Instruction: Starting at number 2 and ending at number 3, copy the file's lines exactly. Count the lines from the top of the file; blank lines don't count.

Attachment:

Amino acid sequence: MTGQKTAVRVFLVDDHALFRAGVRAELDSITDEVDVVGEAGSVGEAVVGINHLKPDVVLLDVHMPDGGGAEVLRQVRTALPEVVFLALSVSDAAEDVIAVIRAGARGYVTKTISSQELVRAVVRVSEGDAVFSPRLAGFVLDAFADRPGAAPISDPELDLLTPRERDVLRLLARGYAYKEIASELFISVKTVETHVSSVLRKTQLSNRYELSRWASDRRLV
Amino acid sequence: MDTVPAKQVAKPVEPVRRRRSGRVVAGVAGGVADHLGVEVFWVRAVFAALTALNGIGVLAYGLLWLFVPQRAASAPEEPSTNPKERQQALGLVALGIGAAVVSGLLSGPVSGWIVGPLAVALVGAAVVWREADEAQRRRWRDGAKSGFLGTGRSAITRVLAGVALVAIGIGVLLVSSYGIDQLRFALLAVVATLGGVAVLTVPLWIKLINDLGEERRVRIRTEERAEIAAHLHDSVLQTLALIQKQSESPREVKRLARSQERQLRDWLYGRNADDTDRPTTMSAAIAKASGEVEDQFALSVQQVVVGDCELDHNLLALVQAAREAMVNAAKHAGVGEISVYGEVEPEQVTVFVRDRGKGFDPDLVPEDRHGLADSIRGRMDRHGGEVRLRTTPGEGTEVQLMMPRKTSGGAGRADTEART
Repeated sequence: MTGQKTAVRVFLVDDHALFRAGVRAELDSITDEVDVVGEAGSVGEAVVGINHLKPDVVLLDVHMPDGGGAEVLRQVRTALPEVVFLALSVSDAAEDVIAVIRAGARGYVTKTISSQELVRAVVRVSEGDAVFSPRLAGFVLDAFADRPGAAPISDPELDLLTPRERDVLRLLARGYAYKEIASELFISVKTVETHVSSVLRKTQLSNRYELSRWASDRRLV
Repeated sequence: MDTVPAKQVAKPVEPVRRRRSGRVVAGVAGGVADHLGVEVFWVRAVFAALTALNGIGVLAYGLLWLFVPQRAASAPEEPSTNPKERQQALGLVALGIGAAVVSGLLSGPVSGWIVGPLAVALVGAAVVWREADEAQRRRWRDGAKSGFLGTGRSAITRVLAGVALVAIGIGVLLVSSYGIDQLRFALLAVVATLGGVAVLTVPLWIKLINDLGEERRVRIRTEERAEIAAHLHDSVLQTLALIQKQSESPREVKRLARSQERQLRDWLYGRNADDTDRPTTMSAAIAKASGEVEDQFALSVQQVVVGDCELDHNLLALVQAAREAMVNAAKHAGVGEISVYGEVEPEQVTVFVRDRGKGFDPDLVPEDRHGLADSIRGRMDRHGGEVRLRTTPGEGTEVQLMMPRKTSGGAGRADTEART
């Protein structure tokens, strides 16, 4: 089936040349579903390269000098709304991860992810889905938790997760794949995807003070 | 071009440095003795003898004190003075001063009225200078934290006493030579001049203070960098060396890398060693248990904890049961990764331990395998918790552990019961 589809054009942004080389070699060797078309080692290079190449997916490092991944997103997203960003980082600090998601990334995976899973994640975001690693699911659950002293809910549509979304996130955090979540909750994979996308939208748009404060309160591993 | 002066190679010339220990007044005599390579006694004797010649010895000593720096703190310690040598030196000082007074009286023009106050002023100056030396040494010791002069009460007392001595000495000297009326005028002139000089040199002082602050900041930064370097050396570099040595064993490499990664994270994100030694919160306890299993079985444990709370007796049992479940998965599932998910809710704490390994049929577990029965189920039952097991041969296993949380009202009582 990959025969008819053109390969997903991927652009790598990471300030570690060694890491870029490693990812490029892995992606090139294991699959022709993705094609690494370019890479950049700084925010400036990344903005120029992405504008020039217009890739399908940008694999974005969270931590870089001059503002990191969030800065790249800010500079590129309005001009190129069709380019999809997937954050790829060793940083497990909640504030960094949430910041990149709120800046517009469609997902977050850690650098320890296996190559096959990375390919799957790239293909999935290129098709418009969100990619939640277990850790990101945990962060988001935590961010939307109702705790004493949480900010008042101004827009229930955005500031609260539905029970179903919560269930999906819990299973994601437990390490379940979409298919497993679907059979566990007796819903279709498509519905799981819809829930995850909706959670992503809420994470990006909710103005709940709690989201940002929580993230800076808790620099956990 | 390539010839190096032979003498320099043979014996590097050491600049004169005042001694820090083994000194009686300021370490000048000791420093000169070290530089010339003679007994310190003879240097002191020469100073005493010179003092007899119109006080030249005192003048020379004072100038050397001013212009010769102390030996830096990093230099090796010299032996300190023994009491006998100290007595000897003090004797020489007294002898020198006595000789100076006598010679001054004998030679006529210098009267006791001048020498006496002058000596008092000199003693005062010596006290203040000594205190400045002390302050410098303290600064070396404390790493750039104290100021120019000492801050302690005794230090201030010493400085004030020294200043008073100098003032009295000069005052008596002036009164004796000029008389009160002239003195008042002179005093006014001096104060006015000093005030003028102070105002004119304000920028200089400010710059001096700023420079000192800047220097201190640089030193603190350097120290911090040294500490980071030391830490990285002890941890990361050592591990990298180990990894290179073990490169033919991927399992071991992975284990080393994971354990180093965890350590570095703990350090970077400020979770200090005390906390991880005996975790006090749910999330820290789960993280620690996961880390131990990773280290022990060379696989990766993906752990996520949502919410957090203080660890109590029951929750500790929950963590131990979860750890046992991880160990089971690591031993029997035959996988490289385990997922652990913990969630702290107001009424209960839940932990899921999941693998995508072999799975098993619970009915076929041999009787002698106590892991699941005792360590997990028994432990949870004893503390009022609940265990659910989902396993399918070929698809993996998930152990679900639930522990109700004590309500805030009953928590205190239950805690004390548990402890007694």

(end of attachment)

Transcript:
Amino acid sequence: MDTVPAKQVAKPVEPVRRRRSGRVVAGVAGGVADHLGVEVFWVRAVFAALTALNGIGVLAYGLLWLFVPQRAASAPEEPSTNPKERQQALGLVALGIGAAVVSGLLSGPVSGWIVGPLAVALVGAAVVWREADEAQRRRWRDGAKSGFLGTGRSAITRVLAGVALVAIGIGVLLVSSYGIDQLRFALLAVVATLGGVAVLTVPLWIKLINDLGEERRVRIRTEERAEIAAHLHDSVLQTLALIQKQSESPREVKRLARSQERQLRDWLYGRNADDTDRPTTMSAAIAKASGEVEDQFALSVQQVVVGDCELDHNLLALVQAAREAMVNAAKHAGVGEISVYGEVEPEQVTVFVRDRGKGFDPDLVPEDRHGLADSIRGRMDRHGGEVRLRTTPGEGTEVQLMMPRKTSGGAGRADTEART
Repeated sequence: MTGQKTAVRVFLVDDHALFRAGVRAELDSITDEVDVVGEAGSVGEAVVGINHLKPDVVLLDVHMPDGGGAEVLRQVRTALPEVVFLALSVSDAAEDVIAVIRAGARGYVTKTISSQELVRAVVRVSEGDAVFSPRLAGFVLDAFADRPGAAPISDPELDLLTPRERDVLRLLARGYAYKEIASELFISVKTVETHVSSVLRKTQLSNRYELSRWASDRRLV